Subject: Re: hmm
From: Rich Bodo <rsb@ostel.com>
Date: Wed, 26 Feb 2003 12:29:35 -0800 (PST)

On Wed, 26 Feb 2003, Benjamin J. Tilly  wrote:

> Any engineer who designed a mechanical system that
> people's jobs depend on which only continues to work as
> long as a pencil remains balanced is being silly.
> Anyone whose job depends on that engineer's design
> working is being stupid.  Either figure out how to
> clamp that pencil so that it is stable in the
> onfiguration that you want, or else go back to the
> drawing board because it ain't going to work.

I'm probably getting a little OT, but your that comment has promted a
runaway train of thought that I would like to share.  It's sometimes
necessary to include inherent instability in your design criteria.
Many robots and aircraft, like pencils on their tips, hold themselves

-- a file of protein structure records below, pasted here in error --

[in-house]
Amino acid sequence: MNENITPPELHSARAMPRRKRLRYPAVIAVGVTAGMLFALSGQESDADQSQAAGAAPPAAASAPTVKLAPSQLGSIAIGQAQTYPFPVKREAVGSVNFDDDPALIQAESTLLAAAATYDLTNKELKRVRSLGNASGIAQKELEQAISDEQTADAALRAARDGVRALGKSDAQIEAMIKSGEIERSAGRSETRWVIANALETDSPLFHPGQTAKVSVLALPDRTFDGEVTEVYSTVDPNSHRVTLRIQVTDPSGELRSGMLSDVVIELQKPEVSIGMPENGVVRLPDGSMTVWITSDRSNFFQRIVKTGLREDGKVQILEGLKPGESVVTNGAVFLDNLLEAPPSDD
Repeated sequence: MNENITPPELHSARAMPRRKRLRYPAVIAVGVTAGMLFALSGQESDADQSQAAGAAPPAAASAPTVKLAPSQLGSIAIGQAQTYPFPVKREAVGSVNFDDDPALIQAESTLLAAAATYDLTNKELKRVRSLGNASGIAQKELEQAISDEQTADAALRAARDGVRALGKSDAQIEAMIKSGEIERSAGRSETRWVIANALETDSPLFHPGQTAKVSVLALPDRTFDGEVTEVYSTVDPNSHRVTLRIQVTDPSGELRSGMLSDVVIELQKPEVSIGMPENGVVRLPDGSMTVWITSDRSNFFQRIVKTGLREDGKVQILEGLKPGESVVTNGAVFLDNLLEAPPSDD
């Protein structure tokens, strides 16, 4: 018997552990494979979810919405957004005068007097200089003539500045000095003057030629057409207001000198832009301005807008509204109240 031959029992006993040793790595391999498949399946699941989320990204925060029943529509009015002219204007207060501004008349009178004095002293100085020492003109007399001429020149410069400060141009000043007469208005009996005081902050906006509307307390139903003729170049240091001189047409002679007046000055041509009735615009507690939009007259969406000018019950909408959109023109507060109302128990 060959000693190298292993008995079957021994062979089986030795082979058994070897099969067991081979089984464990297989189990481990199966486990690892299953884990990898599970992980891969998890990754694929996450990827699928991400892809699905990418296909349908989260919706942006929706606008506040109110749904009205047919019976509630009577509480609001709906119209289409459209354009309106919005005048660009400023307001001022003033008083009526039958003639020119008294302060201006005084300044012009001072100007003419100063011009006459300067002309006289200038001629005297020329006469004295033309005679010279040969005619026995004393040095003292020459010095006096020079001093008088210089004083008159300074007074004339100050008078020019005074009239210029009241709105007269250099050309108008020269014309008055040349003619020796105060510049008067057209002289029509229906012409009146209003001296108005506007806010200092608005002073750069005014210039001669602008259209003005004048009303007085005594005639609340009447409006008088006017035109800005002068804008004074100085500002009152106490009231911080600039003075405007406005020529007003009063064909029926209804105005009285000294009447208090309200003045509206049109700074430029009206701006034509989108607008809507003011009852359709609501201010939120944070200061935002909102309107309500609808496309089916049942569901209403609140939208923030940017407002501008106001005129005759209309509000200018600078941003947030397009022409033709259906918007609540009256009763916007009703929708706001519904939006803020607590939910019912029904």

in unstable positions during operation.  They remain unstable, but
their inherent instability is handled by fast feedback systems.

When he talks about feedback loops and the paradox of logical
indeterminacy I interpret Soros as describing a sort of uncertainty
principle that makes it difficult to view any economic system as
stable.  What he basically says is this: Exchange rates affect
fundamentals of economies.  Fundamentals affect exchange rates.  This
can get into a runaway feedback loop, one way or the other.  If you
predict a direction to the feedback loop, you influence it, if you're
a player.  Even if you don't tell anyone, you have realized it's
existence, and therefore affect your own behaviour, which has some
bearing on the situation, or the potential of the situation, small or
large.  When everyone recognizes this, markets become inherently
unstable.  He therefore argues for strong market authorities.  He
wants control systems in place.  It's not a totally absurd theory.

Maybe the Soros Uncertainty Principle has some tricky workarounds like
quantam teleportation does.  There are plenty of spooky phenomenon in
sociology to research.  Wouldn't it be a blast?  My guess is that we
won't penetrate entagled minds so readily as we have the entangled
photons.  It's a wonderful thought to me, though.

-Rich